Needless to say I think this drug has helped keep my post menopausal sex drive alive. Too much information - I'm sorry but this is what this blog is about - the social and never talked about affects of Parkinson's. With more and more people being diagnosed at a much younger age these issues need to be brought to the surface. There is much discussion on the use of drugs, the research , how hard it is for the carers (if you are lucky enough to have one!), deep brain stimulation etc but not about how to work with Parkinson's, how to date with Parkinson's, starting a new relationship with the weight of further degeneration looming.

All this is heavy shit man and is always at the back of your mind and things like exercise, living life to the full, is still at the front but there are those moments when the dark side comes through and we must talk about these things.










Sunday, June 24, 2012

Milking it for all its worth

As I was leaving a disabled parking spot in Coogee, Sydney one afternoon a jealous older woman yelled at me asking if I had my Granny's disabled sticker. I was so incensed that I drove around the block and was going to give her a serve but fortunately for her she had left.

I HAVE A DISABLED PARKING STICKER and I never want to give it up. When I was trawling the dating sites my big joke was to put it on my profile as an attractive quality. I don't hesitate to use it. Hey I'VE GOT PARKINSON'S. I'm enitled to a disabled parking sticker although I'm not really disabled in the sense of the word that most of you imagine (Yet).

Different people have different reactions to having a chronic or degenerative condition. They either hide it from everyone so as not to invite sympathy or special behaviour. Not me. I milk it for everything that I can. This is not to say that I whinge and whine about having Parkinson's. It means that I get every benefit I'm entitled to without embarrassment. One thing I must add here is that I have a very slow degenerating strain of Parkinson's. Every body has a very personal Parkinson's. No two people have exactly the same symptoms. Effectively I can still  do most things I have always done albeit a little slower.

Recently I had a music night at my house where everyone had to perform something. My contribution was a dance called "The Parkinson" which of course involved shaking all body parts to the wonderful music Bombora. It was a hit as the whole room was up shaking to the music. It was hilarous anda very irreverent attitude which in my opinion is essential.


Parkinson's vaccine


TEN people with Parkinson's disease this week received injections of the first vaccine
 aimed at combating the condition called 

PD01A, the drug primes the body's immune system to destroy alpha-synuclein, a protein thought to trigger the disease by
accumulating in the brain and disrupting dopamine production.Affiris, the company in Vienna, Austria, that developed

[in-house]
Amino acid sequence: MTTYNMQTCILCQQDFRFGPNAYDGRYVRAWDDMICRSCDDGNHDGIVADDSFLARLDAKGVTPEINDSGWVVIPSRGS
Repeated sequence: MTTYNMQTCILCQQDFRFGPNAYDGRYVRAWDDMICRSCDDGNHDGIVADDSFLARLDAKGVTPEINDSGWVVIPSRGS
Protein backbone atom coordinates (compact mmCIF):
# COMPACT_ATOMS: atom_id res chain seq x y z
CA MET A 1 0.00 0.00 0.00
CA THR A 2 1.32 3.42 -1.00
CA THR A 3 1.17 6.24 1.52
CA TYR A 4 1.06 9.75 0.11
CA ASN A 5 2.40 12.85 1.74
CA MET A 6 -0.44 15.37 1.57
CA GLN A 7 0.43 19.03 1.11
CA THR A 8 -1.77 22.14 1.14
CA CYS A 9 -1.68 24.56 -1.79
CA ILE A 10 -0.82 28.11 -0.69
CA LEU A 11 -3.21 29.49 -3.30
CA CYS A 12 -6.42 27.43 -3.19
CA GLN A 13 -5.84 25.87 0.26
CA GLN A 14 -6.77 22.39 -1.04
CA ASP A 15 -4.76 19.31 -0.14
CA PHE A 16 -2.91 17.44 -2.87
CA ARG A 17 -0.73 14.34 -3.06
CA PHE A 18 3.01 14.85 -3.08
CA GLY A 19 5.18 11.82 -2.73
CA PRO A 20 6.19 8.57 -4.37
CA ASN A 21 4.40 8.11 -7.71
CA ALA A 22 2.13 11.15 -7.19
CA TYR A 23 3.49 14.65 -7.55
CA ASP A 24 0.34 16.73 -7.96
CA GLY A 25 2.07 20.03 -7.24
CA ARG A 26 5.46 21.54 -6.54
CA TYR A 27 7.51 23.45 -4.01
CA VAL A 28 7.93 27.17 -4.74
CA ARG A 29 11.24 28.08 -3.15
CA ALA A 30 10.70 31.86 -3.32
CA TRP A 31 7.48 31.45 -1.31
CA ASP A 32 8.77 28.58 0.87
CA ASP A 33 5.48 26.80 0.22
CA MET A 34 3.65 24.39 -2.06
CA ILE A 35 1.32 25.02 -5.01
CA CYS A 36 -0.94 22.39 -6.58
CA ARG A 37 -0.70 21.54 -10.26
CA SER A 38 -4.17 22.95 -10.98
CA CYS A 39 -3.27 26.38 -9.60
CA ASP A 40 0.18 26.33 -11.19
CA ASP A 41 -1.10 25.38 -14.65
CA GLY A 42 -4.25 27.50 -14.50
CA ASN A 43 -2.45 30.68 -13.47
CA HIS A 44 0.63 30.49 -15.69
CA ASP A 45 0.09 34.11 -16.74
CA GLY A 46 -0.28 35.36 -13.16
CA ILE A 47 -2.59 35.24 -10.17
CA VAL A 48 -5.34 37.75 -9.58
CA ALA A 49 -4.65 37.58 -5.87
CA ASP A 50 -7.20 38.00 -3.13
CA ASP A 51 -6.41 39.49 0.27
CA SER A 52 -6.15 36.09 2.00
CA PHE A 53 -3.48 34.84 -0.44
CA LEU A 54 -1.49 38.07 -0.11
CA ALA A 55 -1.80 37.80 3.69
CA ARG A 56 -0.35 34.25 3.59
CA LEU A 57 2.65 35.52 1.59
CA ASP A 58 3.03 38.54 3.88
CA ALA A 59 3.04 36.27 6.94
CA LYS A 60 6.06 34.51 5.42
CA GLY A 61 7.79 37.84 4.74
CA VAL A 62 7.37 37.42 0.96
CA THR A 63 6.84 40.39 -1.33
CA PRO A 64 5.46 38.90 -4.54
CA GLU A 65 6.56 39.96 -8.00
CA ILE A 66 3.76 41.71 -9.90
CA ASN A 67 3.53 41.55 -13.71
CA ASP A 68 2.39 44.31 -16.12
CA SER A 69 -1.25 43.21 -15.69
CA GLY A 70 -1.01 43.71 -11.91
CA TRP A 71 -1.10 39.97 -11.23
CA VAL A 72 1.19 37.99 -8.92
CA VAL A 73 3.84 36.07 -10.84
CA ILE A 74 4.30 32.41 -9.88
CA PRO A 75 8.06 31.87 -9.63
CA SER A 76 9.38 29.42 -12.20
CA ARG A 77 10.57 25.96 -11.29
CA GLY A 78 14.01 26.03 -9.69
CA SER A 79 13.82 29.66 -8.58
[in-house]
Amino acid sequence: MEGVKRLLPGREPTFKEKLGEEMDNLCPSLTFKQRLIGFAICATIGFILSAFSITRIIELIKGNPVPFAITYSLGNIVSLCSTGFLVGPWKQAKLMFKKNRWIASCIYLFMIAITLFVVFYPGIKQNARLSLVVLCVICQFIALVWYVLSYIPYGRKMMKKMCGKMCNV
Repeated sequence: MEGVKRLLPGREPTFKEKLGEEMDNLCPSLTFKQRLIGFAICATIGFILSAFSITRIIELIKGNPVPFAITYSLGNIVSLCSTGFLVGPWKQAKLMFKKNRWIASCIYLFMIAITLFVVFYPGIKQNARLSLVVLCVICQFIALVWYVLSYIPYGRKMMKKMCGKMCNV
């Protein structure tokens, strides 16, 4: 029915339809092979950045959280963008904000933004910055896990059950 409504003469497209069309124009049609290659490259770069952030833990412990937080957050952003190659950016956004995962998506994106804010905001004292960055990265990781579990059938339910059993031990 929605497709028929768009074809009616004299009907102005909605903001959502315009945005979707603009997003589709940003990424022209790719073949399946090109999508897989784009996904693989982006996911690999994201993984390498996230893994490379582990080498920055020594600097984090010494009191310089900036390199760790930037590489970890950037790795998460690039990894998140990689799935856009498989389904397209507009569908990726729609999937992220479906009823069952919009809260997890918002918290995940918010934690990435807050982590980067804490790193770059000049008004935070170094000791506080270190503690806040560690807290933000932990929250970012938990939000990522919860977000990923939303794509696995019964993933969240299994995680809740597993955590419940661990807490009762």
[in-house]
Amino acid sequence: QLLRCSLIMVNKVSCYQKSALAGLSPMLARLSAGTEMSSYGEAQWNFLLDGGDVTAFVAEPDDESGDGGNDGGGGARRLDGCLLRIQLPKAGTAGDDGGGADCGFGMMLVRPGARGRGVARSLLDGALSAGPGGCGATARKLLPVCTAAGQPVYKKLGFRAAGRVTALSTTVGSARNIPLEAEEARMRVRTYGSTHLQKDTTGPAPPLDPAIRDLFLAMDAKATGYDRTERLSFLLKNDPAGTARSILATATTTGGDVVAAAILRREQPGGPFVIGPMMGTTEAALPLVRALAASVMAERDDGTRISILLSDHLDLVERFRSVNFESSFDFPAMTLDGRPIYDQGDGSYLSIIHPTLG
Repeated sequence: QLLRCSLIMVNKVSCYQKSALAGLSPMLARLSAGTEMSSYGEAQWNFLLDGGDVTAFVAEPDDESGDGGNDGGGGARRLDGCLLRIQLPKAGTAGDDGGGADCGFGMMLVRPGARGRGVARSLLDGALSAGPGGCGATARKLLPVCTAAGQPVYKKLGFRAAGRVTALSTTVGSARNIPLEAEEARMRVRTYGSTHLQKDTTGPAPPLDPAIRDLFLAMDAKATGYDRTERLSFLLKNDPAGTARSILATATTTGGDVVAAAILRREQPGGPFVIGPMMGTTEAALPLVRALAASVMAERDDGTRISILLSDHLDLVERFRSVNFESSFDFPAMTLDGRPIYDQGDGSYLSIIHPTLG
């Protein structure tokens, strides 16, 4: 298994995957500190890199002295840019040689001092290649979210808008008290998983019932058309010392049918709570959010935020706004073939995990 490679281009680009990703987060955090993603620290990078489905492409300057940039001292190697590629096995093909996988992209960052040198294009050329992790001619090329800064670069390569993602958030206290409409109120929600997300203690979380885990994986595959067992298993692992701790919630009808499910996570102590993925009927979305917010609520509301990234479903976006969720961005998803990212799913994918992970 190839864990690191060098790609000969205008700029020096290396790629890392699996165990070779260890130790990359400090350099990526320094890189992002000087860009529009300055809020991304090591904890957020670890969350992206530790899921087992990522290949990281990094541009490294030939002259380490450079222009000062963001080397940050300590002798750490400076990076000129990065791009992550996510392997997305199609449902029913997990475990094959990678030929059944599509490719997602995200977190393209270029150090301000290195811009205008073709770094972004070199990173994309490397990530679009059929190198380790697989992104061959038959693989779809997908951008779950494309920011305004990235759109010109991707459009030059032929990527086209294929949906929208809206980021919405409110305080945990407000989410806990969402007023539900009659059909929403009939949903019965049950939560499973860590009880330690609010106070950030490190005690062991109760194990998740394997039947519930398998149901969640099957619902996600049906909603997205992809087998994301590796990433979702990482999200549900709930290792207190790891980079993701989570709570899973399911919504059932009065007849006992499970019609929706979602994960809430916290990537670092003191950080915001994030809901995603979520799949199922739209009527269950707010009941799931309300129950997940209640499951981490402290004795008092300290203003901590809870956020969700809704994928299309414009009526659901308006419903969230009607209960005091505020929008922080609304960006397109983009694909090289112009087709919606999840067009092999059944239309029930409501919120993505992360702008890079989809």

the vaccine, says it is the first treatment to target the cause of the disease. "When it forms clumps in cells, alpha-synuclein
 disrupts normal levels of dopamine by locking it inside cells that produce it. It is also toxic, killing neurons and their connections,"
 says Mandler Markus, head of preclinical development at the company.Most existing treatments only ease symptoms by
 boosting dopamine levels.In all, 32 people will receive the vaccine in the first trial on humans. The objective is to ensure the vaccine
 is safe, but researchers will also monitor for signs of improvement in symptoms.

Friday, June 22, 2012

Coping with Parkinson's as an eternal teenager

Welcome all to my nth blog. I think I have become a serial blogger. This one is very personal and will reveal a lot me. I don't want to do this because I am such a narcissist that I want everyone to see how fabulously interesting I am. Nor do I want to gaze at myself in the mirror and wonder at the marvel of my existence. I merely want to explore the social side of living with Parkinson's as a 'young' person.
I was diagnosed about 8 or so yeas ago and am now 56. During that time I have cared for a sick husband, grieved when my husband died, kept a small business going, raised a daughter who is currently 16 and  recently started a new relationship with a younger man.

My years of caring for a sick husband, then coping with his death may have delayed  my 'mid-life' crisis which is possibly what I am experiencing now. My daughter is becoming independent and revving up to leave home, my Parkinson's is advancing (albeit very slowly), I am in love with a man who forces me to question everything but I am scared about the future while at the same time realising that it is today I must enjoy.

All sound familiar. I'm sure that there a millions of you feeling the same, especially the baby boomers and their philosophy of eternal youth. (How many still play "Talking about my Generation'?!!!!

So as my hand tremors over the keys and my right hand takes a long time to 'right click' I would like this blog to be a venue for sharing how to keep partying well into your 50's and cope with Parkinson's.

Ther are questions of dealing with work and work colleagues, communicating with children, having a fulfilling sex life and having the confidence to do the things you want to do.

There are also questions of organising your life, finances, living arangements to be prepared for the eventuality that the condition will get worrse. Of course there is the drugs and medications issue and the most important one for me is exercise and preventing further degeneration.

I'll be posting links to chat groups, support groups, the latest research, where to get help and most importantly stories on how to ermain a good time, living, breathing funster with Parkinson's.